And then there are the times when my farmer needs help. So he calls in the pros. Our vet is on call 24/7. Why may a farmer need to call the vet? If a cow has difficulty calving, the vet has special tools to help the calf come out safely. Sometimes they may even have to do a C-Section. Most calvings are uncomplicated, but occasionally you get that one that just needs help. (Did you know calves come out front feet first? Then head and then shoulders-that’s the hard part since it’s the widest. Once the shoulders are out, the rest normally slides out pretty easy. But we’ll talk more about that later.) Sometimes cows can also get what’s called displaced abomasum (or a D.A.) This happen when the abomasum part of the cows stomach gets into a spot it shouldn’t be. The cow will stop eating, or eat very little. This generally happens within a month after calving. Just like people, when a cows pregnant, all her insides get squished around to make room for that baby. Once the calf comes out, things start going back into place but there’s a chance that her abomasum doesn’t. It could rise because of gas now that there’s all that room, or maybe she’s not staying full of food. Either way, a vet has to come in and surgically fix this for the cow. Most of the time the cow feels better within a day or two! Those are a couple examples why we may need our vet in an emergency. But when else do we see him?
The answer? Every other week.This time is set aside for our vet to come to our farm, address any concerns the farmer may have, like maybe look at a cow that isn’t sick but not quite right either, talk about how everyone as a herd is doing, and the farmer will give our vet updates on anything new or different on the farm. Our vet takes manure and milk samples out of certain cows if they need to be checked for various bugs. And the big reason why he comes? Pregnancy checking!
Cows can get pregnancy checked about a month after breeding. Here’s our vet on the job:
There are a few ways to check for pregnancy in a cow. One way is through milk, another is a blood test and lastly is through ultrasound. We use the ultrasound because it can also identify any other issues a cow may have, like we once had one with a tumor, which we would not have known about had we not ultrasounded her. So you see that little thing clipped to our vets hat? It’s a screen so he can see what’s going on on the inside. Like I said, he can tell about a month after breeding if a cow is pregnant or not. Between 55-75 days after breeding he can tell the sex of the calf. Here’s what an ultrasound looks like when the calf is around 60 days:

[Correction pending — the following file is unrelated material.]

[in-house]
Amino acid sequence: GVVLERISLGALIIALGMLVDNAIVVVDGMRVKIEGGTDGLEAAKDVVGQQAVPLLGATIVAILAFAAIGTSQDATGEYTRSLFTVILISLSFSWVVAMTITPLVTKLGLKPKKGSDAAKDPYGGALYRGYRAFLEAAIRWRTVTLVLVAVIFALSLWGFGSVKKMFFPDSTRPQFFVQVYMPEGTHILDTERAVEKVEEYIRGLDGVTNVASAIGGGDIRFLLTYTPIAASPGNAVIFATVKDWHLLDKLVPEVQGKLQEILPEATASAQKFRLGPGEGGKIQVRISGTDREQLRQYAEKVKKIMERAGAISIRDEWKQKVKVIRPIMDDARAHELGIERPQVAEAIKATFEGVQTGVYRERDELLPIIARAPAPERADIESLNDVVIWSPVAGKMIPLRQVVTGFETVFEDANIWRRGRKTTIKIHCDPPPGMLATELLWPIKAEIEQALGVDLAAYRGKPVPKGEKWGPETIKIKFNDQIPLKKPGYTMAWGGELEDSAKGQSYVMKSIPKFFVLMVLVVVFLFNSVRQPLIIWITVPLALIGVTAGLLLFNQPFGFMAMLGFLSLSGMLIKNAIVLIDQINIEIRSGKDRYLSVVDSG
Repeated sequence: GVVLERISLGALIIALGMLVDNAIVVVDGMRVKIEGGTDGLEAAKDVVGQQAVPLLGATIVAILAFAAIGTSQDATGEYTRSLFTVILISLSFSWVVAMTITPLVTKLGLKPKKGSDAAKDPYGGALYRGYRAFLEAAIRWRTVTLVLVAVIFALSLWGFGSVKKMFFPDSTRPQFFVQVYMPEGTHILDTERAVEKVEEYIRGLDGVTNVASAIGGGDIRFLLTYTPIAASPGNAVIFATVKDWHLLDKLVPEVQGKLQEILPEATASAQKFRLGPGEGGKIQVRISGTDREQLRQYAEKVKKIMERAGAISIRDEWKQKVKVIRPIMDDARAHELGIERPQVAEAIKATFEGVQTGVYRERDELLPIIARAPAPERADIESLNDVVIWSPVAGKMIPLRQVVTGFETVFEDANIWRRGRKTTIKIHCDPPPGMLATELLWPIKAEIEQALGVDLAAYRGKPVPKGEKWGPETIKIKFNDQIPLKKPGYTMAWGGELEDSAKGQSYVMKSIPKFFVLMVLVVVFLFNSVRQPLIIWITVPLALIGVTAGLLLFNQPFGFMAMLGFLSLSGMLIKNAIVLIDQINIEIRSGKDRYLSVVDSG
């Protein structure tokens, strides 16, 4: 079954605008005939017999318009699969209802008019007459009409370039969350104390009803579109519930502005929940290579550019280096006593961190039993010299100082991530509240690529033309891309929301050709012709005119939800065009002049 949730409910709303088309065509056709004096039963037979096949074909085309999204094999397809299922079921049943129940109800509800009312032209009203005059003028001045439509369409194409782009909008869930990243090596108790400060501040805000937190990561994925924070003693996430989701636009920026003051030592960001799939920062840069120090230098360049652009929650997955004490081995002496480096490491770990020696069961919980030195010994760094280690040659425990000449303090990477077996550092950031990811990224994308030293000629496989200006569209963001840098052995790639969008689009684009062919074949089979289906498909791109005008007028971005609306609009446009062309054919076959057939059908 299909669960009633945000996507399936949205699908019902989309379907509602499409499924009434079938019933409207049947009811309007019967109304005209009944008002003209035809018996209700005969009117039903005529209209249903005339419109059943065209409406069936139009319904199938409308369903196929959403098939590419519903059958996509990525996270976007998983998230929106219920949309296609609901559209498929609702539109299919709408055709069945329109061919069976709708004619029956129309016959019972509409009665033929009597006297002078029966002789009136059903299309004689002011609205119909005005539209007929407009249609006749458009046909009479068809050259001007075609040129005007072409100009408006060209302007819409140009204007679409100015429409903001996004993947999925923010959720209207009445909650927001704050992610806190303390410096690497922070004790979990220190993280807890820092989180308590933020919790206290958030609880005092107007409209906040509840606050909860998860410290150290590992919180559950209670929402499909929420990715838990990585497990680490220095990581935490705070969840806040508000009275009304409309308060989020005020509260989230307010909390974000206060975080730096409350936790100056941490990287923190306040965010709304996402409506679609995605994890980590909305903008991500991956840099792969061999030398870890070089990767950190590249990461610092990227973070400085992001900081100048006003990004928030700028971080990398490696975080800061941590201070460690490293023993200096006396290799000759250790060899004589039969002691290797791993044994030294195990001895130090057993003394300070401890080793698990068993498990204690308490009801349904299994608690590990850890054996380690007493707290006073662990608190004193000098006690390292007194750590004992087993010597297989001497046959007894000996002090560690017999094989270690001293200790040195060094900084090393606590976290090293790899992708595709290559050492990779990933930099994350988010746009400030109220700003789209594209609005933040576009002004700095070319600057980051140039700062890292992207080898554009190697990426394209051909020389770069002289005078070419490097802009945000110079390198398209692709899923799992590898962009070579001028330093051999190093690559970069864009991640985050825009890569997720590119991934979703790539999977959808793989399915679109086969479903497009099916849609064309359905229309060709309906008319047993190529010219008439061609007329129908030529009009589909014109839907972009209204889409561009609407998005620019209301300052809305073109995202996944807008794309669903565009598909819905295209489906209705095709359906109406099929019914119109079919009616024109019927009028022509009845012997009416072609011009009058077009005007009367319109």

That is the main body of the calf, you can sort of see where it’s ribs would be. So we generally check the cows around 30 days, 60 days and again about 2-3 months before they calve (cows are pregnant for 9 months too!) just to make sure everything is going okay. Our vet is also able to tell us if a cow is pregnant with twins, which is important because cows with twins generally calve earlier than nine months, so we would be prepared starting around 8 months.
My farm mom says she’s jealous of the cows because when she was pregnant she had to drive 45 minutes to get to her doctor and the last few weeks she was going twice a week. She said the cows are lucky they don’t even have to leave their bed and the doctor comes to them!
My farmers strive really hard to make sure we all have the best care possible and do all they can to keep us healthy. They love the team they have helping them, especially our vets who do all they can to get us healthy as quickly as possible.
Thanks for the chat everyone! If you have any questions please feel free to let me know, and make sure you follow along with us on Facebook @alittlebrowncow for more updates and our employee of the week on Wednesdays!